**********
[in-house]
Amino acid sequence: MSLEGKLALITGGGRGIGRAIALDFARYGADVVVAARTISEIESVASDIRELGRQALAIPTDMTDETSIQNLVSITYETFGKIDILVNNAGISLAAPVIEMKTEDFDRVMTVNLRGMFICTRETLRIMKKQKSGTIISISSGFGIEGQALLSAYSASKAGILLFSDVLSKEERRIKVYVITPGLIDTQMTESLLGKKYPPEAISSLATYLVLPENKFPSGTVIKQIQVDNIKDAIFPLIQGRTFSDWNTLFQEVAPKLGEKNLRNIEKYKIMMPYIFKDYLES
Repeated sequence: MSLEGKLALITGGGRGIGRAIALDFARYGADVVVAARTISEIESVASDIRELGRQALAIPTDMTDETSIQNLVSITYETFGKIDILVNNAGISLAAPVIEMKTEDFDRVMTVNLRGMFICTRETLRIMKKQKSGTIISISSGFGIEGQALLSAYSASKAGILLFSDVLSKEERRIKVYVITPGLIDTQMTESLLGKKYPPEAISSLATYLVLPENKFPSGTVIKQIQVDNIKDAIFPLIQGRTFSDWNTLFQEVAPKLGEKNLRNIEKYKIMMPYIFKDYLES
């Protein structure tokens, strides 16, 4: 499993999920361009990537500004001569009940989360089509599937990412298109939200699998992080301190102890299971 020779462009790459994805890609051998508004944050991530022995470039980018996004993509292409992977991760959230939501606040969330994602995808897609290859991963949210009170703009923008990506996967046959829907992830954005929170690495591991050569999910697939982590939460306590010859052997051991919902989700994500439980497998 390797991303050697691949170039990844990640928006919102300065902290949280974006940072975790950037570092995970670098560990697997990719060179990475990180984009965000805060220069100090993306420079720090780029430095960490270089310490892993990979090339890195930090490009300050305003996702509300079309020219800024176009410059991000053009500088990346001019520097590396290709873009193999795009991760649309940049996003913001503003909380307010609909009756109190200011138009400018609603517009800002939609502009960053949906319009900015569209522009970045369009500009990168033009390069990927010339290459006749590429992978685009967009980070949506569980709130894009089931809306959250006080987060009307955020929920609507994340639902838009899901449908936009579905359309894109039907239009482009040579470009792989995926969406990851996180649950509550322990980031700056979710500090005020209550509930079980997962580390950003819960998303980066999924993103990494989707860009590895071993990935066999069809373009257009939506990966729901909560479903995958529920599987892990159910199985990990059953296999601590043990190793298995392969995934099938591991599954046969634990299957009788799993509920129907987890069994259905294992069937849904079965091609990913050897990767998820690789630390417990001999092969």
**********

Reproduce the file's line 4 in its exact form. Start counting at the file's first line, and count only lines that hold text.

């Protein structure tokens, strides 16, 4: 499993999920361009990537500004001569009940989360089509599937990412298109939200699998992080301190102890299971 020779462009790459994805890609051998508004944050991530022995470039980018996004993509292409992977991760959230939501606040969330994602995808897609290859991963949210009170703009923008990506996967046959829907992830954005929170690495591991050569999910697939982590939460306590010859052997051991919902989700994500439980497998 390797991303050697691949170039990844990640928006919102300065902290949280974006940072975790950037570092995970670098560990697997990719060179990475990180984009965000805060220069100090993306420079720090780029430095960490270089310490892993990979090339890195930090490009300050305003996702509300079309020219800024176009410059991000053009500088990346001019520097590396290709873009193999795009991760649309940049996003913001503003909380307010609909009756109190200011138009400018609603517009800002939609502009960053949906319009900015569209522009970045369009500009990168033009390069990927010339290459006749590429992978685009967009980070949506569980709130894009089931809306959250006080987060009307955020929920609507994340639902838009899901449908936009579905359309894109039907239009482009040579470009792989995926969406990851996180649950509550322990980031700056979710500090005020209550509930079980997962580390950003819960998303980066999924993103990494989707860009590895071993990935066999069809373009257009939506990966729901909560479903995958529920599987892990159910199985990990059953296999601590043990190793298995392969995934099938591991599954046969634990299957009788799993509920129907987890069994259905294992069937849904079965091609990913050897990767998820690789630390417990001999092969």